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A systematic review of concussion in rugby league
  1. Andrew Gardner1,
  2. Grant L Iverson2,3,
  3. Christopher R Levi1,
  4. Peter W Schofield1,
  5. Frances Kay-Lambkin1,4,
  6. Ryan M N Kohler5,
  7. Peter Stanwell6
  1. 1Centre for Translational Neuroscience and Mental Health, School of Medicine and Public Health, University of Newcastle, Callaghan, New South Wales, Australia
  2. 2Department of Physical Medicine and Rehabilitation, Harvard Medical School, Boston, Massachusetts, USA
  3. 3Red Sox Foundation and Massachusetts General Hospital Home Base Program, Boston, Massachusetts, USA
  4. 4National Drug and Alcohol Research Centre, University of New South Wales, Sydney, Australia
  5. 5Australian Sports Commission, Australian Capital Territory, Canberra, Australia
  6. 6Faculty of Health & Medicine, School of Health Sciences, University of Newcastle, Callaghan, New South Wales, Australia
  1. Corresponding to Dr Andrew Gardner, Centre for Translational Neuroscience and Mental Health, Level 5, McAuley Building, Calvary Mater Hospital, Waratah, NSW 2298, Australia; andrew.gardner{at}neurogard.com.au.

Abstract

Objectives Concussion remains one of the inherent risks of participation in rugby league. While other injuries incurred by rugby league players have been well studied, less focus and attention has been directed towards concussion.

Review method The current review examined all articles published in English from 1900 up to June 2013 pertaining to concussion in rugby league players.

Data sources Publications were retrieved via six databases using the key search terms: rugby league, league, football; in combination with injury terms: athletic injuries, concussion, sports concussion, sports-related concussion, brain concussion, brain injury, brain injuries, mild traumatic brain injury, mTBI, traumatic brain injury, TBI, craniocerebral trauma, head injury and brain damage. Observational, cohort, correlational, cross-sectional and longitudinal studies were all included.

Results 199 rugby league injury publications were identified. 39 (20%) were related in some way to concussion. Of the 39 identified articles, 6 (15%) had the main aim of evaluating concussion, while the other 33 reported on concussion incidence as part of overall injury data analyses. Rugby league concussion incidence rates vary widely from 0.0 to 40.0/1000 playing hours, depending on the definition of injury (time loss vs no time loss). The incidence rates vary across match play versus training session, seasons (winter vs summer) and playing position (forwards vs backs). The ball carrier has been found to be at greater risk for injury than tacklers. Concussion accounts for 29% of all injuries associated with illegal play, but only 9% of injuries sustained in legal play.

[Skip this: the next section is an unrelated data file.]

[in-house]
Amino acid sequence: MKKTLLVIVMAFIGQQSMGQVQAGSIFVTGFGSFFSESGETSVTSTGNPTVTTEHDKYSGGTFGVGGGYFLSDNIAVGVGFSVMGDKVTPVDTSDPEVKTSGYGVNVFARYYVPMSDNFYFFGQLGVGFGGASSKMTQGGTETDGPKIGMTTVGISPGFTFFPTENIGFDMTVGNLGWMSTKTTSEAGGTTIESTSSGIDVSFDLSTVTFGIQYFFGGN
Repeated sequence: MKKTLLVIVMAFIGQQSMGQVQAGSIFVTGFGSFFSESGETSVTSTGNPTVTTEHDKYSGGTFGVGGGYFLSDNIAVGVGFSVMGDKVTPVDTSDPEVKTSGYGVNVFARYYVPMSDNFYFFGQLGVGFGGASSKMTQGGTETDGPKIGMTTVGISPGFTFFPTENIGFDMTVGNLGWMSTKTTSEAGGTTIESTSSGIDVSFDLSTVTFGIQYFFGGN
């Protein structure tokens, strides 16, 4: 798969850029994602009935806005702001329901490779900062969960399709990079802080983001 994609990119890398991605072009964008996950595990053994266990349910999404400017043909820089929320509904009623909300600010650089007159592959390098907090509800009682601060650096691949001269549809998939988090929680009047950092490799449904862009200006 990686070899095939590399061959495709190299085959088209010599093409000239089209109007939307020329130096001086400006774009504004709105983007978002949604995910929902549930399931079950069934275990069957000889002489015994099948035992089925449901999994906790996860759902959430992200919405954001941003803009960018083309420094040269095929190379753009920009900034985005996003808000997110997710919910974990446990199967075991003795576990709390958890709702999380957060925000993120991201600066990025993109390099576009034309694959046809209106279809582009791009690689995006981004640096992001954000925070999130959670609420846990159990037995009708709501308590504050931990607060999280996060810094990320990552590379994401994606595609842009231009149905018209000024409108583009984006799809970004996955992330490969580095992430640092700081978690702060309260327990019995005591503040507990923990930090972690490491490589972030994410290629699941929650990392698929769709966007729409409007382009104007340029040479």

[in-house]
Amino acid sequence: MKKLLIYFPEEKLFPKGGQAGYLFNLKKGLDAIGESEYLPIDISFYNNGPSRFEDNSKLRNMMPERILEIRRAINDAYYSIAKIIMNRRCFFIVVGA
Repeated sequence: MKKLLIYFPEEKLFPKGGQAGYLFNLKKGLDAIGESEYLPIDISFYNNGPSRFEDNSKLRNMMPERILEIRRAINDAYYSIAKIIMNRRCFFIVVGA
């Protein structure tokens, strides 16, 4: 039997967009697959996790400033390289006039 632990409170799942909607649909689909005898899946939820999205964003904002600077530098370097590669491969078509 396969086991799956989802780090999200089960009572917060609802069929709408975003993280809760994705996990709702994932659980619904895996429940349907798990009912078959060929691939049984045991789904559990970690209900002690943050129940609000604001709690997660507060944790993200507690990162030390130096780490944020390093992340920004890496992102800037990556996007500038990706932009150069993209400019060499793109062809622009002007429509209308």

Conclusions In comparison with other collision sports, research evaluating concussion in rugby league is limited. With such limited published rugby league data, there are many aspects of concussion that require attention, and future research may be directed towards these unanswered questions.

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Introduction

Originating in the north of England in the late 19th century, rugby league has become a popular team collision sport played throughout the world at a variety of competition levels.1 It is a physical sport involving numerous collisions and tackles. Each team, consisting of 13 players on the field, is allowed six tackles with the ball. The ball cannot be thrown forward but must be carried forward or kicked downfield. At the completion of each set of six tackles, the ball is immediately given to the opposing team to commence their set of six tackles. The same players therefore engage in offensive and defensive roles, depending on which team is in possession of the ball. The game is played non-stop, except for a serious player injury, for two 40 min halves. The overall objective of the game is to carry the ball over the goal line of the opponent to score a try.2 In Australia, rugby league is a popular contact sport. There are approximately 167 533 registered players with 368 869 involved in school competition and 893 965 involved in development club programmes.3

With the improvements in professionalism and commercialisation of sports such as rugby league, an increase in the value of the athlete as a commodity has occurred. Injuries sustained by players are now of considerable financial importance to the individual player and to their club. Participation in rugby league, at any level, carries inherent risk for injury,4 including concussion.

Sport-related concussion is a common injury,5–7 and these injuries might be more prevalent than initially thought because some concussions go unrecognised.8 Approximately 90% of concussions in sport occur without loss of consciousness9–12; thus, they can be difficult to detect and might be underdiagnosed. Concussions are caused by accelerations or decelerations of the head involving linear (translational) and/or rotational forces, and there is tremendous interest in trying to better understand the biomechanics of this injury.13–17 Concussions have a large adverse effect on cognition and balance in the first 24 h following injury, with resolution of these deficits occurring within about 1 week according to group studies.18 ,19 There is evidence that a minority of athletes do not experience rapid recovery in cognitive functioning,20 and this subgroup might be obscured in statistical analyses applied to larger groups of athletes.21 Younger athletes might take longer to recover. In a prospective study of high school football players,22 ,23 approximately 42–47% were deemed functionally recovered by 1 week (see figure 1, p.503)23 and it was not until 4 weeks that 84–94% were considered recovered.